Yoharie: Existence (part one)

Posted by ractrose on 10 Jul 2019 in Fiction, Novels

Image of salt shaker warning post contains salty language

Photo of striated sunriseYoharie

(part one)






“It was like coming out, you know? We were a bunch of losers, and by ourselves, we were all passionate about this book. So, 1995, you’d get in a chat room and you’d say, okay, here’s what’s cool. And get like, a whole nerdvana discussion going. When I graduated from high school, my mom gave me money so I could do a road trip.”

“Nerdvana. I’m laughing. By yourself?”

“Why not? You’re an adult. Or I was, eighteen. My mom didn’t get Totem-World, but she didn’t care either. Once I was on my own, whatever I did. So I drove up, not by myself, six of us, one guy riding the bump in back. My mom’s Citation. She said if I didn’t kill it, I could keep it. The people are really nice, St John. They would kind of shrug and say, never heard of him, Southey. I don’t know that‘s a common name around here. Is it French, maybe? A couple bookstores we stopped at, the owners said they never heard of Totem, either.”

Val took Trevor to be conveying some sort of gag. Besides, “like coming out”. The thing you didn’t want, of all the things you didn’t want, was that bullshit. Like, for Dawn’s sake, he would put up with Tina, but Jesus! Let me grab a kleenex and weep. I never thought anyone could understand my struggles until you.

“So, you really make a living?” He said this instead.

“Not a huge living.”

“Why would you go stalking Southey?”

“Stupid kids.” Trevor shrugged. “But it’s always been questionable whether he/she really lives in St. John. Lips are zipped.”

Okay, the gag. Trevor and his friends getting their legs pulled.

“Still, we hold the annual gathering in St. John, and you know, it’s like Bigfoot.”

“Southey? No wonder you don’t know if it’s he or she.”

“Ha. What I mean is… I’ll paraphrase myself. This is from the other blog. Like say, a moose or a mountain lion left the place they normally live, and people here started seeing it. Reporting they had. In the real world, news stations…or just anyone with a phone…would be mapping these sightings. You’d be able to check their Twitter, see if the moose was close to your house. Someone from Wildlife might, if it was dangerous, get in the woods with tracking dogs, set up cameras… If you look at YouTube, there’s every kind of video with mountain lions and moose. And bears, and alligators, and so forth, getting onto porches, getting inside houses. Pretty much, they’re all clear, full-color. Easy to see what’s going on.”








“And the guy who spots Bigfoot always has shaky hands and a Kodak Instamatic from 1980. You’re saying Southey can’t be that much of a phantom.”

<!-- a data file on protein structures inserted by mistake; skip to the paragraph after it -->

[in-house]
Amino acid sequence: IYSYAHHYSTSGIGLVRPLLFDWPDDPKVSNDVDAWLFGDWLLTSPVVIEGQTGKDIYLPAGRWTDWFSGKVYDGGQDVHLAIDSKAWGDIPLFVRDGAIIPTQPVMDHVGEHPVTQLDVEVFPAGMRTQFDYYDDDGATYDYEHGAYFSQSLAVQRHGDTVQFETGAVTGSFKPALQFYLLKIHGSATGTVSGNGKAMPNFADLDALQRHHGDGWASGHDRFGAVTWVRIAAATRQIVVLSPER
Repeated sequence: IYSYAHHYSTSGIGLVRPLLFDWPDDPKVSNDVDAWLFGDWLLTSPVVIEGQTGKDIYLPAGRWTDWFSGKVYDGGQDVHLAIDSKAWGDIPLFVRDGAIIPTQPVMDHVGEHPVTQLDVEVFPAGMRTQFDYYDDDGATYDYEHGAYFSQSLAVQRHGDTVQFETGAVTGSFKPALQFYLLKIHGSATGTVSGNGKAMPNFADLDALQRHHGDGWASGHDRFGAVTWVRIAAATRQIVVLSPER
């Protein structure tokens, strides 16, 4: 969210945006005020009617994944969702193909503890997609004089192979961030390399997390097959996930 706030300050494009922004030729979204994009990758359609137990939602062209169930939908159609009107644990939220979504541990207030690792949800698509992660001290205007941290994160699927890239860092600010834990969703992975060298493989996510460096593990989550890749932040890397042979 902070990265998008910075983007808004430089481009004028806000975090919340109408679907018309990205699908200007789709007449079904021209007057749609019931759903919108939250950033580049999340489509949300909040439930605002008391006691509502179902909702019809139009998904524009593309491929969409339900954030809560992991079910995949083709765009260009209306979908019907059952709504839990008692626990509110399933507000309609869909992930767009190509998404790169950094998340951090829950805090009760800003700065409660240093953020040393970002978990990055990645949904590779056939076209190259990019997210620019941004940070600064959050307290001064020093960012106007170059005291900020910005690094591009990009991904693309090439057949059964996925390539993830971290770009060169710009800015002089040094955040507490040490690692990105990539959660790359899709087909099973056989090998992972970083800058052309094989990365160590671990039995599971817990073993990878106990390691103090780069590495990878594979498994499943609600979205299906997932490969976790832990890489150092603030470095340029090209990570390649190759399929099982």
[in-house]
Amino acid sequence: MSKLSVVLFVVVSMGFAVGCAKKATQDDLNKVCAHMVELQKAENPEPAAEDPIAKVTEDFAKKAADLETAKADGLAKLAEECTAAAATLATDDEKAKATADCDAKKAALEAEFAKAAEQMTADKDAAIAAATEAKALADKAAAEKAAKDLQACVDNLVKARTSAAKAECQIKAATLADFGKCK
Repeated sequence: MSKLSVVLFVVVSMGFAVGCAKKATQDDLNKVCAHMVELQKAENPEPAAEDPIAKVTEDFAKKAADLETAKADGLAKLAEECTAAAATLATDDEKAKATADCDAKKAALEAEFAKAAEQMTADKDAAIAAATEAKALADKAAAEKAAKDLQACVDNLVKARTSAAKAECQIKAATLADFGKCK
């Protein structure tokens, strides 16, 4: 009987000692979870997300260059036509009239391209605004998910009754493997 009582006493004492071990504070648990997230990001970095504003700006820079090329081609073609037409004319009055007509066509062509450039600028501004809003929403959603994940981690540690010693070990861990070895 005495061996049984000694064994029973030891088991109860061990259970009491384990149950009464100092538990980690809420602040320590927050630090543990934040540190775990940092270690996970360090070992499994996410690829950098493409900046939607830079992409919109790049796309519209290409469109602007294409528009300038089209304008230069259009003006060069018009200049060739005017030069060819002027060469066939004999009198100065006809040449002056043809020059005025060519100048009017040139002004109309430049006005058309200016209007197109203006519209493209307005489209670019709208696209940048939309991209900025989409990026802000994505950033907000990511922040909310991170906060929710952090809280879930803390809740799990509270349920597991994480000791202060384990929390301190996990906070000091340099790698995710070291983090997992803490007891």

“Can’t by himself. Well…there’s a little interface between fantasy and conspiracy theorists. You might notice the people who don’t take you seriously are the same ones who attack on every stereotype for…I might as well say…the tin hat crowd. Which, you know, if I saw a floating light in the sky, I’d take a video. And someone on social would attach a link, to prove I’m a rube who got fooled by Chinese lanterns. But the thing is, people exist who want to get away with actual cover-ups. Our government, very truly, has done experiments on citizens who knew nothing about it. So it can’t be every conspiracy is always stupid, no more than that thing, fantasy can never be literature.

“I mean, there’s plenty almighty crap. But you measure, you use a system. Is the magic metaphor, is it just deus ex machina, are the language, custom, history, consistent, do you believe in them as much as if you were reading about a real place? Do the characters’ dramas have to do with human nature, fighting themselves, or just…they’re getting chased around by some warty, sub-human race you’re allowed to hate, because the Wart People are not really people? Is the whole thing just another missing-heir-to-the-throne-story, or nice-little-elfin-creature-finds-enchanted-doodad story?”

“But, isn’t that Lord of the Rings?”

“Lord of the Rings is the bible. But that’s the point. I admire something, it’s the kind of story I like to read. I set out to make it myself.”

There was a fair question in this you-get-me pause.

Val thought, I want to know how to talk to people. I want someone who’s my friend to go on being my friend. The sad truth…Sasha was a work friend, they were not friends. But they ought to be. No. So, the character is a kind of outcast, only powerful too, a kind of shaman. And it always says, I’m so humble. This was what Val wanted to dislike about Totem. But even that, false humility, the character had a line for. It was like Southey was the shaman, saying, “I know you, reader.”

The question. You want more from your shaman…you want more product. More answers, more comforts. So then you try to be the shaman…the Totem-Maker…and you fail. Not so badly, maybe, you can’t get published.

“And, I don’t know,” Trevor said. “My own taste is a little towards fantasy that almost isn’t. I’m probably a poor judge. That’s why I only talk about Totem.”

“Why are all those people talking about sleeves?”


“On Conspire Right. The sleeves. You have to buy them. You won’t get the vibrations, the sleeves protect your joints. You shouldn’t throw your money away on doctors. The sleeves and the bands. Someone says, you can cut up an old pair of Spanx. And someone says, at the fabric store you can get four-inch elastic. What is all that?”

“The microwaves, right.”






Virtual cover for novel YoharieSee more on Yoharie page
Existence (part two)
















(2019, Stephanie Foster)



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